HOME / Detail

Advances in space dust impact detection


Interstellar space has numerous micro-scale dust. On the one hand, space dust is a potential threat to spacecraft; on the other hand, it plays a significant role in stellar evolution. When space dust hits the spacecraft with a speed in the magnitude of km/s, 20% to 40% kinetic energy is converted to thermal energy, which can ionize the surface of both spacecraft and the dust itself, and lead to gasification. A plasma cloud will then be created, and electric potential will be changed due to different reactions of cations and anions. Finally, the electric potential will recover to normal (before the dust impact). It is practical to find dust impact events in the electric potential difference between different probes or probes relative to spacecraft.


Runyi Liu, a senior undergraduate student and member of Professor Shengyi Ye’s research group from the Department of Earth and Space Sciences at the Southern University of Science and Technology (SUSTech), has recently made new discoveries on the detection of space dust impacts.

Their article, entitled “Real-time automatic detection of signals triggered by space dust’s impact based on deep learning,” has been published in the Chinese Journal of Geophysics, a well-known journal in Geophysics. It introduces the latest research results of using deep learning to detect dust impact events.

Figure 1 (Ye et al., 2019) shows the electric potential change during dust impact. A common method in dust impact detection is to conclude the electric potential difference signal’s characteristics based on physical simulation. You must then try to use manual or machine detecting to find those characteristics, which have high accuracy but low efficiency. It is eagerly needed to automatically analyze electric potential difference signals collected on board and to detect dust impact events among them.


Figure 1. Change of spacecraft’s charging current by dust impact (due to low surrounding plasma density and intense photoelectron, the balanced current is slightly positive).

In this research, a convolutional neural network (model) for 1-D signals was constructed based on the modification of VGGNet (Kim et al., 2016), which is used to identify images. The research team used electric potential difference data for the whole year of 2015 from the Langmuir Probe and Waves (LPW) instrument for the Mars Atmosphere and Volatile Evolution (MAVEN), a NASA mission. They selected the dust impact events by human detecting and divided electric potential difference data into separate signals with the same length.

Figure 2 shows some samples in signals. Dust impact signals vs. non-dust impact signals with a ratio of 1:1 were chosen, and divided into three sets—training set, test set, and validation set. After normalizing signals, they put the training set into the model for learning (validation set used to measure the effect in training) and finally used a test set to simulate the model’s effect in classification when meeting real cases.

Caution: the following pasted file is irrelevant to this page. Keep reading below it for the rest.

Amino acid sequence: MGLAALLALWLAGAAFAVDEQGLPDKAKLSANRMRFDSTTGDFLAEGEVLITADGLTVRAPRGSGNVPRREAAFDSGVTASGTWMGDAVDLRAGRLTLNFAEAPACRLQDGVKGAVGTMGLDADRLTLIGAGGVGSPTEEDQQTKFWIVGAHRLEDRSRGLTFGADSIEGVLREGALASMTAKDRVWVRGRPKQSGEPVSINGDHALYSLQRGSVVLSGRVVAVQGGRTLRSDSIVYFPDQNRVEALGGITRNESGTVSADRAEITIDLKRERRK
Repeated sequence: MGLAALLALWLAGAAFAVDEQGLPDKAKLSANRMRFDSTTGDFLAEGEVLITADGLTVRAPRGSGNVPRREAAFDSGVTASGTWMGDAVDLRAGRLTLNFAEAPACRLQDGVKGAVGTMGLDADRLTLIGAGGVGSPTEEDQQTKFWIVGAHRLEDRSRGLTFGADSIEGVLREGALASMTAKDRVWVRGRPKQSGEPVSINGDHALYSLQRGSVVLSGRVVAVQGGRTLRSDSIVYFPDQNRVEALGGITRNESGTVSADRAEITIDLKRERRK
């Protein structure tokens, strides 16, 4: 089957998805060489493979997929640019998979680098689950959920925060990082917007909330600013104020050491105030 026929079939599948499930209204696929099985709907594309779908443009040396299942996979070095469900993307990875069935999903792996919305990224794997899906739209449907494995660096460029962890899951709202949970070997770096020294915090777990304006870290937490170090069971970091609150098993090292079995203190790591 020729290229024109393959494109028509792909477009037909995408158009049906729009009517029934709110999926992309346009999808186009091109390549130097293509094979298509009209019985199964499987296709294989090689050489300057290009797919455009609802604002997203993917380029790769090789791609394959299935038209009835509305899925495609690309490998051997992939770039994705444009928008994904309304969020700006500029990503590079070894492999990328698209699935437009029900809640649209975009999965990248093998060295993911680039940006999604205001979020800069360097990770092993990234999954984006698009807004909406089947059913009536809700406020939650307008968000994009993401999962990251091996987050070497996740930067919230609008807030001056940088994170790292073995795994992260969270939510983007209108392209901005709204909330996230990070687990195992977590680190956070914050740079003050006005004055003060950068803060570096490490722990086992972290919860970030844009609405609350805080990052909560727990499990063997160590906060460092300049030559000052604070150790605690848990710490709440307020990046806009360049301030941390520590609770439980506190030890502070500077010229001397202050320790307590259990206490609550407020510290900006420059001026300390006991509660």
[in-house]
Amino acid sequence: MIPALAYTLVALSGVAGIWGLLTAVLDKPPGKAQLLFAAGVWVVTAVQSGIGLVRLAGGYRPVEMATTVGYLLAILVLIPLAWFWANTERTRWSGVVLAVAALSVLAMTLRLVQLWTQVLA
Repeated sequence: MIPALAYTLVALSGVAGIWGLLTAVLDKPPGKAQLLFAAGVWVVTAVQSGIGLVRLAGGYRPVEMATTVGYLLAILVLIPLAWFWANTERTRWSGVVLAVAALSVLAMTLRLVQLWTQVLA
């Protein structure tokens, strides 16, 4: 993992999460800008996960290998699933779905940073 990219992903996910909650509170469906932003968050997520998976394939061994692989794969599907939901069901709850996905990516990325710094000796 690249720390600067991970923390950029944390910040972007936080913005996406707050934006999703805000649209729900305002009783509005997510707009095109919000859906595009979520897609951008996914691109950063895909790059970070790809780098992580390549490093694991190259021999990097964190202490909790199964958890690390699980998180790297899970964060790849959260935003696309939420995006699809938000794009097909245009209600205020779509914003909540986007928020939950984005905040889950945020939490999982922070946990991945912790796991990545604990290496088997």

Figure 2. Some potential difference signal example diagram. (a1), (a5) The case that dust impact events happened when the spacecraft’s potential is around or slightly larger than 0; (a2) – (a4) The case that dust impact events happened when the spacecraft’s potential is significantly negative with surrounding plasma density decreasing; (b1) – (b5) Different non-dust impact events.

Considering evaluation criteria, like accuracy (98.68%), and time consumption (signal processing   classification of signals done by the deep learning model) which is much less than the time for the data collection on board, they claimed to have achieved real-time detection for dust impact events.

The communication author for this article is the mentor of Runyi Liu, Prof. Shengyi Ye from the Department of Earth and Space Sciences at SUSTech. He noted that this article was based on the knowledge in class of “Big Data and Artificial Intelligence in Geosciences” and scientific motivation in their research group about dust impact detection.

Runyi Liu is the first author of this paper. Other authors of the article included Jian Wang, a master’s student, and Feng Zhu, a Ph.D. student, both of SUSTech.

This work was supported by the National Natural Science Foundation of China (NSFC) and the Science, Technology and Innovation Commission of Shenzhen Municipality.

Runyi Liu became an undergraduate at SUSTech in 2019 and joined Prof. Shengyi Ye’s research group in 2020. He was involved in the ‘Nanke-1’ cubesat project, dust impact detection by deep learning project in succession. In January 2022, he went to the University of California, Berkeley for an international program and started his internship at the Space Sciences Laboratory (SSL), UC Berkeley, supervised by Dr. Solène Lejosne, Prof. Forrest Mozer, and Dr. John William Bonnell. He also held an online poster presentation about his work at SSL in 2022 AGU.


Paper link: http://www.geophy.cn/article/doi/10.6038/cjg2022Q0331